In her book Hisila: From Revolutionary to First Lady, Hisila Yami, an architect by education turned well-known Nepali politician, powerfully weaves her personal narratives with society, culture, gender, class, and politics using her feminist standpoint to respond her own question — ‘Why have an aim in life?’
Hisila is a complex autobiography that takes you through the vibrant academic community in Delhi to the huts and hamlets of the socially excluded, culturally stigmatised, politically marginalized, and economically discriminated social groups located across Nepali society. Obviously, the book is about the liberation movement but it is also about love and care, dedication, intra-party struggle, the peace process, and management of a complex People’s Liberation Army (PLA).
The book begins with Yami’s educational journey. Yami is a young albeit pampered daughter of a middle-class Newa family from Kathmandu. In her personal narrative, Yami beautifully weaves how her romantic encounter with a relatively calm Baburam Bhattarai shaped her family, social relations, and her own life-long political journey. A surprise visit to a village in Gorkha provides Yami with a life experience that sticks with the young woman brought up in Kathmandu and educated in Delhi.
The book then delves into issues of contemporary Nepali politics, leading to a decade-long civil war waged by her party, the then CPN-Maoist, in which the author was one of the senior leaders. The civil war not only transformed the political landscape of Nepal but also brought about federalism by shaking feudal socio-cultural and economic structures. Yami argues throughout the book that the historical civil war contributed significantly to developing critical political consciousness and sparking social inclusion debates and gender discourses.
The book clearly endorses the public and political claim that the civil war was able to set the foundation for identity politics of marginalised segments of Nepali society and influenced the current constitution, to some extent.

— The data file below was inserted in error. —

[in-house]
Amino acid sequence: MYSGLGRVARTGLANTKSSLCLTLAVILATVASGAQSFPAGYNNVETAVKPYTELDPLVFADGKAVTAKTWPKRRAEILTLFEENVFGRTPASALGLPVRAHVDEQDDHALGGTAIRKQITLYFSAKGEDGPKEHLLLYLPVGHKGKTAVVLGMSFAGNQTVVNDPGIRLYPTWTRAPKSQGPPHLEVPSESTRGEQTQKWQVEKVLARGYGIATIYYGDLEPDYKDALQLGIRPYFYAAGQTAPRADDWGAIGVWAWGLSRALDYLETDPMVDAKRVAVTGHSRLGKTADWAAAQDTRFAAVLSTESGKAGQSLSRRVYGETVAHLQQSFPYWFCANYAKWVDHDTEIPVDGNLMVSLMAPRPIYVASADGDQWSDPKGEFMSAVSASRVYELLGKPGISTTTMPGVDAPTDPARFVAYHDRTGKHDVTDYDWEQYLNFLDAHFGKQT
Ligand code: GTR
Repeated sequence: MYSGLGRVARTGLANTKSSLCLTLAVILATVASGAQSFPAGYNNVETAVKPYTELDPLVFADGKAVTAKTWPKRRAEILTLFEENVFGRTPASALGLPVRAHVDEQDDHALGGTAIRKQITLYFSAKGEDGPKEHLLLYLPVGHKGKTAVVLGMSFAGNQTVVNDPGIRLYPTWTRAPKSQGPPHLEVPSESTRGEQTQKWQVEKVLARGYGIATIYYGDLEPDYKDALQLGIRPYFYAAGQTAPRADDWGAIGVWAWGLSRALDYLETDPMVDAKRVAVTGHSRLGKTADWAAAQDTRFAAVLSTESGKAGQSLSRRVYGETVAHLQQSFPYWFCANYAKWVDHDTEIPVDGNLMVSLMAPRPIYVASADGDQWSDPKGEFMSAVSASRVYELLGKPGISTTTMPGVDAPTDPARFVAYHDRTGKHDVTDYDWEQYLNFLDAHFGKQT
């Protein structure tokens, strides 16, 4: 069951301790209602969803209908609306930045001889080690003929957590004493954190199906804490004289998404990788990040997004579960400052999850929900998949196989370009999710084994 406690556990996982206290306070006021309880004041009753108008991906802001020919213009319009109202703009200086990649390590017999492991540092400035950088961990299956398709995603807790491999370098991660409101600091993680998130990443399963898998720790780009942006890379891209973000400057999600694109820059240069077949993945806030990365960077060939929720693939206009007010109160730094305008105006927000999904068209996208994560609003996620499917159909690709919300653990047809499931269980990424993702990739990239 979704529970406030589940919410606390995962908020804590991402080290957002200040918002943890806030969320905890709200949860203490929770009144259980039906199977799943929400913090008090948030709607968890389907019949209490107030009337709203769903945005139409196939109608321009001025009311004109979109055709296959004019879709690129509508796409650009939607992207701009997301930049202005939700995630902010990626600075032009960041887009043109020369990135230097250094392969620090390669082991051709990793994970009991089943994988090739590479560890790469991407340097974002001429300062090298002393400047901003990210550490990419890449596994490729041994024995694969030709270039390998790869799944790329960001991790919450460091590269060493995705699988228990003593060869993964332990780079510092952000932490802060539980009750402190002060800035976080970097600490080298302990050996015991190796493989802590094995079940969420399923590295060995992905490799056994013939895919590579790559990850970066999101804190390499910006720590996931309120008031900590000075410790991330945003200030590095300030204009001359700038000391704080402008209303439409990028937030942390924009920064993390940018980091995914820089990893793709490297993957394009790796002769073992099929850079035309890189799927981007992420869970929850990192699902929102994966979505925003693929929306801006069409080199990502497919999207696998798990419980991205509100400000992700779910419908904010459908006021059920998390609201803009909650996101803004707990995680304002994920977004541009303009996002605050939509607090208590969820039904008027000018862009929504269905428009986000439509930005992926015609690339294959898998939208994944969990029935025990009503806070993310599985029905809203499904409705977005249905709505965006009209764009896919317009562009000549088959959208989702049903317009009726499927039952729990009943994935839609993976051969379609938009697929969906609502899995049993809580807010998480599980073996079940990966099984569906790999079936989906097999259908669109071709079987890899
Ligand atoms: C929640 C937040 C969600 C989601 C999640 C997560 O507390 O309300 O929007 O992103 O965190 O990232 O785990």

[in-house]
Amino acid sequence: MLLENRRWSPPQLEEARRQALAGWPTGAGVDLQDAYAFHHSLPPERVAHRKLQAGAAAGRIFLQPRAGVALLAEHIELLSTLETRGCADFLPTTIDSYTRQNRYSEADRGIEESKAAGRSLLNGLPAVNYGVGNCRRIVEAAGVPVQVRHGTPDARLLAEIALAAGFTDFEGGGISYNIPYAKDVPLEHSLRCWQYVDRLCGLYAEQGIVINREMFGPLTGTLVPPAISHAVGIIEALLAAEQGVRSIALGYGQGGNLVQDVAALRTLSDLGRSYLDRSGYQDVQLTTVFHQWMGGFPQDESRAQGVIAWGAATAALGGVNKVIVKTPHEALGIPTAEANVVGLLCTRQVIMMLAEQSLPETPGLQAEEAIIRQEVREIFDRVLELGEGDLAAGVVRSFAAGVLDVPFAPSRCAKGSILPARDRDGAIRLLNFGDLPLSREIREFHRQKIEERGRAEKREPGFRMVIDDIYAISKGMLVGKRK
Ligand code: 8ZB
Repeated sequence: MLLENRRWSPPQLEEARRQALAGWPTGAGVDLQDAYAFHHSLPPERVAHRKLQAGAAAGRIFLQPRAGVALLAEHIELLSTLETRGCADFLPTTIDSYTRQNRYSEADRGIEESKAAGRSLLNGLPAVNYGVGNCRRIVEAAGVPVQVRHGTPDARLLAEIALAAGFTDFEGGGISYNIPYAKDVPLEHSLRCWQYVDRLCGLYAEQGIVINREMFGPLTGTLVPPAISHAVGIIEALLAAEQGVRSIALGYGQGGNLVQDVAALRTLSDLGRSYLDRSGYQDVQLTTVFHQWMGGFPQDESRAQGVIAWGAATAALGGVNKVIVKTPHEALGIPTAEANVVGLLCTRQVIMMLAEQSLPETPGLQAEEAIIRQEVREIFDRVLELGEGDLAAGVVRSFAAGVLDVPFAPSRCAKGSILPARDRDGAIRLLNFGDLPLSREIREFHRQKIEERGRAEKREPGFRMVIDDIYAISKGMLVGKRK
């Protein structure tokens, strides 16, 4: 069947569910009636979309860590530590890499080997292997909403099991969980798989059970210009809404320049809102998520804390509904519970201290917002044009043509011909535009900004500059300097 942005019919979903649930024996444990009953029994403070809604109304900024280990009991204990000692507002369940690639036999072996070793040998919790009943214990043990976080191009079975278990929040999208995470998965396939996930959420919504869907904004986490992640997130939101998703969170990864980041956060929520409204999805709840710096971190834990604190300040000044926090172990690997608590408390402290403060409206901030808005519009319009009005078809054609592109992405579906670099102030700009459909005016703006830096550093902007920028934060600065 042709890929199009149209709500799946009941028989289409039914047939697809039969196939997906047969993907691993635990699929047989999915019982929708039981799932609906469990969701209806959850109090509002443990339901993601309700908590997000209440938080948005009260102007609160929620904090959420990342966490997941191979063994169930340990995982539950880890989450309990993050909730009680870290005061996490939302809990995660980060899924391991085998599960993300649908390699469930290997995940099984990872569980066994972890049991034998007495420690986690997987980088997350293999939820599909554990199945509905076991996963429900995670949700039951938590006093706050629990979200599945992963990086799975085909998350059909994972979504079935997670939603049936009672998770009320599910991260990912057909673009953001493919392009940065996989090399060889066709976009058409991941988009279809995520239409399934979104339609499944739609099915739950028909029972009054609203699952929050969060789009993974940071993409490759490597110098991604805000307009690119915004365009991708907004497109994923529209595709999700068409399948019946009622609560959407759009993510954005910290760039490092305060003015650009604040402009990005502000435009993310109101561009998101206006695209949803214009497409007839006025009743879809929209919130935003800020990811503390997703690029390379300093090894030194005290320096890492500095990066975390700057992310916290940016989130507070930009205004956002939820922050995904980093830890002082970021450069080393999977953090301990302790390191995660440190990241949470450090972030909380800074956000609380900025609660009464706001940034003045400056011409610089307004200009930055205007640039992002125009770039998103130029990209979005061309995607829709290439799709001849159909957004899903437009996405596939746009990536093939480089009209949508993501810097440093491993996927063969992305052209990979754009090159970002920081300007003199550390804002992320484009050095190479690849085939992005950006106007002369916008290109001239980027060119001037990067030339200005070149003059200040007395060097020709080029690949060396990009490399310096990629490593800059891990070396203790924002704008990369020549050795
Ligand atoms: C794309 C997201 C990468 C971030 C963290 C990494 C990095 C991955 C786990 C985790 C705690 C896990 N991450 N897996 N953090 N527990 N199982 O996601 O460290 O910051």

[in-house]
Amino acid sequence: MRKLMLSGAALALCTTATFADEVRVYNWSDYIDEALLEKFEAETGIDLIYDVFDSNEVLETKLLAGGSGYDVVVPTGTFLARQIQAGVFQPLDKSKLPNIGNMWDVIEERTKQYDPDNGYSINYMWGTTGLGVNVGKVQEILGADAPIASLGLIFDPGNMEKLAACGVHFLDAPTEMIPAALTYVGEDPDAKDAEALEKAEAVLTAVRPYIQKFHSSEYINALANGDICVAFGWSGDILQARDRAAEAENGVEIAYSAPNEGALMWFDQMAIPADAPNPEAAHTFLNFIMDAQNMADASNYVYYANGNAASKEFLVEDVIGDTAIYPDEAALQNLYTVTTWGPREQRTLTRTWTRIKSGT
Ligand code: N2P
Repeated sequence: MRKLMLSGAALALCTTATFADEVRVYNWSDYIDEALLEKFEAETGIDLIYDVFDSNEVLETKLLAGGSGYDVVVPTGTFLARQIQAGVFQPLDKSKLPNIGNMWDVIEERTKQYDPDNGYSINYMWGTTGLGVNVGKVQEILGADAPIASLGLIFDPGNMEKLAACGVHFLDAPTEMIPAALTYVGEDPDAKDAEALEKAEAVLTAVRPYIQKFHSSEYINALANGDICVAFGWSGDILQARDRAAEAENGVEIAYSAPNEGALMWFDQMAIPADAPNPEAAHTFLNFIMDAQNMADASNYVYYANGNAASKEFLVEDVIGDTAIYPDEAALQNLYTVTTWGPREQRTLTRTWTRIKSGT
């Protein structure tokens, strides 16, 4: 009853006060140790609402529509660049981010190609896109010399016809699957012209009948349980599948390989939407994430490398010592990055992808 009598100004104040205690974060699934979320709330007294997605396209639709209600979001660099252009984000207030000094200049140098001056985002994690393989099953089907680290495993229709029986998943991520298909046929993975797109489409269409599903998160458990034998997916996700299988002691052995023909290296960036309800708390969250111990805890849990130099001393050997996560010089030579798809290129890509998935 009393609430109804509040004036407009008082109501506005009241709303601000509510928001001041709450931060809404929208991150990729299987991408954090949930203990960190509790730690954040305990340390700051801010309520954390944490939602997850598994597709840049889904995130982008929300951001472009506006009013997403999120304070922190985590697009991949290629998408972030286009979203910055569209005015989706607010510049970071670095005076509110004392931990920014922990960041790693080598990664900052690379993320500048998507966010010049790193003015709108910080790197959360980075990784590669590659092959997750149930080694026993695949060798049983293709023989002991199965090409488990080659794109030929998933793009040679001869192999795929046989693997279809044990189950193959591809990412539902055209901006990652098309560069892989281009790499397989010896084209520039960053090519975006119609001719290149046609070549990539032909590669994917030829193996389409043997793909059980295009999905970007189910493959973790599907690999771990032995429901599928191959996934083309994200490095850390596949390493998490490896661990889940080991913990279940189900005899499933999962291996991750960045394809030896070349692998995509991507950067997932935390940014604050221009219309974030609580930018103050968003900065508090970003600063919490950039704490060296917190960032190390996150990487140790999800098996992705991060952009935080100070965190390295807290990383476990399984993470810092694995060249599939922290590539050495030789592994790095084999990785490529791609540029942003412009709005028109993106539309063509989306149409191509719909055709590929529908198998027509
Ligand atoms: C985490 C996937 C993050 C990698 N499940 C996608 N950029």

On a political front, the author critically reflects upon the Maoists’ initial strategy, modification, and decision to launch a complex civil war and embrace even more complex peace negotiations with the government of the ‘old regime’. In doing so, Yami unveils the assertive role she played in helping her husband Baburam Bhattarai, political ideologue and second-in-command of the Maoist party, deal with his turbulent political relationship with Pushpa Kamal Dahal ‘Prachanda’, the Maoist supremo, during and after the war. Such assertiveness illustrates her boldness as a politician to challenge the masculine political disputes between two key pillars of the ‘People’s War’.
Yami is honest in her accounts of isolation-led anxiety during the war years and her daughter’s experiences with racial discrimination in the heart of Newcastle upon Tyne in the UK.
Despite all these extraordinary and fascinating narratives, there is a sad corner too, involving a section of her deeper reflection on the ‘People’s War’. The author concludes with a level of anxiety that the war was not only left unfinished but also with many questions unanswered. One of the key purposes of the civil war was to rewrite a new constitution through a constituent assembly. The author found herself deeply disturbed when the Maoist party moved away from addressing the national aspirations of Madhesis and Janajatis. Another issue that affected Yami regarded justice for war victims and former soldiers of the People’s Liberation Army. Certainly, given the current political scenario in which the book was written and published, any reader can wonder how the results of the war are going to be institutionalized and how the unfinished tasks will be completed.
Hisila is an extraordinary narrative of a proud woman activist, feminist scholar, wife, mother, sister and politician in a hierarchical society that is predominantly gendered with its interlocking systems of caste, ethnicity, and religion. It is a story that could inspire the new generation of Nepali society to break the boundaries of contemporary patriarchy that is itself transiting from feudal to capitalist social structures. The book is a must-read piece of literature for those interested in the social sciences, especially gender and social inclusion, and the history and political economy of the Nepali civil war.